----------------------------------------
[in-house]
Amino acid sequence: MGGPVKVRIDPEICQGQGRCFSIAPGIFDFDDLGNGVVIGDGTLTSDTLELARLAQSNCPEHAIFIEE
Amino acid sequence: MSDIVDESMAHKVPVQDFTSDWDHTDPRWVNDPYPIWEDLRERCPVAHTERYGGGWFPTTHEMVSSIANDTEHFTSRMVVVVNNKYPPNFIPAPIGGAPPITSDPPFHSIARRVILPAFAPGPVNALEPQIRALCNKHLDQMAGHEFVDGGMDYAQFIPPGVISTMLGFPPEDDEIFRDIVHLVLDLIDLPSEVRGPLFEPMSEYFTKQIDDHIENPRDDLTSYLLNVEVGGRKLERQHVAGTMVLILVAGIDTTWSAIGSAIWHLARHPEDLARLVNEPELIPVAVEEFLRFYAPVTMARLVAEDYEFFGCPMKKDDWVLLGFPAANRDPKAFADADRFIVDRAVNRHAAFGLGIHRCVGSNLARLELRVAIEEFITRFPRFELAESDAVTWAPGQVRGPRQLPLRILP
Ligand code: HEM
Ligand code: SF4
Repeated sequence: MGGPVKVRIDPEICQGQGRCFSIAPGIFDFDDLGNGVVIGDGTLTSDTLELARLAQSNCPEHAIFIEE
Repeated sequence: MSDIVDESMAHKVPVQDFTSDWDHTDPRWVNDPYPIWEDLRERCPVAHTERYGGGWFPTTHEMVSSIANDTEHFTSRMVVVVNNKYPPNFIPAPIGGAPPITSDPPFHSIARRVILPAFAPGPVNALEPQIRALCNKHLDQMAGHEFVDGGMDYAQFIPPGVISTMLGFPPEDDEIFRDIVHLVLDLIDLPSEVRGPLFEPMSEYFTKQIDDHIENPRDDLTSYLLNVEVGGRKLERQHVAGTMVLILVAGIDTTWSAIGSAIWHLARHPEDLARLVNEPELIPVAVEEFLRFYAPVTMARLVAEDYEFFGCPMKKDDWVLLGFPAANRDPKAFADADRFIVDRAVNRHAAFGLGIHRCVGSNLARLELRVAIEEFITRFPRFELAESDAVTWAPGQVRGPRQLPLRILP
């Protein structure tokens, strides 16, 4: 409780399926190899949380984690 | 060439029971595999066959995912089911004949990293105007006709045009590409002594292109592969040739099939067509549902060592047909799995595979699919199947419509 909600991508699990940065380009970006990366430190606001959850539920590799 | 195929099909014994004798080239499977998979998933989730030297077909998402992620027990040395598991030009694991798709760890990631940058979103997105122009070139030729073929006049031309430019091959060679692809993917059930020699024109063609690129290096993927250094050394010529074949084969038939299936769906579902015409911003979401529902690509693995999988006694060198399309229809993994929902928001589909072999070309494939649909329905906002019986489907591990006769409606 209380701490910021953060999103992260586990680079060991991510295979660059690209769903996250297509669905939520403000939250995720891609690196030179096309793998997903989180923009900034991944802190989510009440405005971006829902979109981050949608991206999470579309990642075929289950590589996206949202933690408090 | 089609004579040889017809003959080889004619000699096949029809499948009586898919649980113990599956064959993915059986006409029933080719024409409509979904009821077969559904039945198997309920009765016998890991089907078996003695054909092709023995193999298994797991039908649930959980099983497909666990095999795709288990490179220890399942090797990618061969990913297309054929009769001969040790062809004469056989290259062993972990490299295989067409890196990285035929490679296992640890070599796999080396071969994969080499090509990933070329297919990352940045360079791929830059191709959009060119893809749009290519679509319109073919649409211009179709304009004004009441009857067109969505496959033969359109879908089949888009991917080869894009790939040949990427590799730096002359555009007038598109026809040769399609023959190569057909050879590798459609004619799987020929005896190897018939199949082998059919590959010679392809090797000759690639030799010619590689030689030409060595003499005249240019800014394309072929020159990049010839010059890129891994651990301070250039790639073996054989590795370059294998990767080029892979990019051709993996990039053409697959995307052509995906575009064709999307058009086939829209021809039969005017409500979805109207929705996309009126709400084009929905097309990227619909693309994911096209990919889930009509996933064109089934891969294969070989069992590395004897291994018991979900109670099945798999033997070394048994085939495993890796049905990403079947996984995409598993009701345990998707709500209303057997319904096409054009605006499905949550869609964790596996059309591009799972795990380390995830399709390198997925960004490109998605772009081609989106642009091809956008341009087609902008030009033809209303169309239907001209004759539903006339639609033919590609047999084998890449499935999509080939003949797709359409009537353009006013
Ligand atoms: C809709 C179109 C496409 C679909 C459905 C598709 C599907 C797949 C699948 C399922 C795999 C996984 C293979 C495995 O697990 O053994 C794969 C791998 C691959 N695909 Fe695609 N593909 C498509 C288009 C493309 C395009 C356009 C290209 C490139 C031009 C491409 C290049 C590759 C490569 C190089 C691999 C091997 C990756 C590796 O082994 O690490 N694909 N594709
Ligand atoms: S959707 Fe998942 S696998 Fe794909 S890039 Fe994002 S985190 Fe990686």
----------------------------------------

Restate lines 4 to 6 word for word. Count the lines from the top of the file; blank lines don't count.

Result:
Ligand code: HEM
Ligand code: SF4
Repeated sequence: MGGPVKVRIDPEICQGQGRCFSIAPGIFDFDDLGNGVVIGDGTLTSDTLELARLAQSNCPEHAIFIEE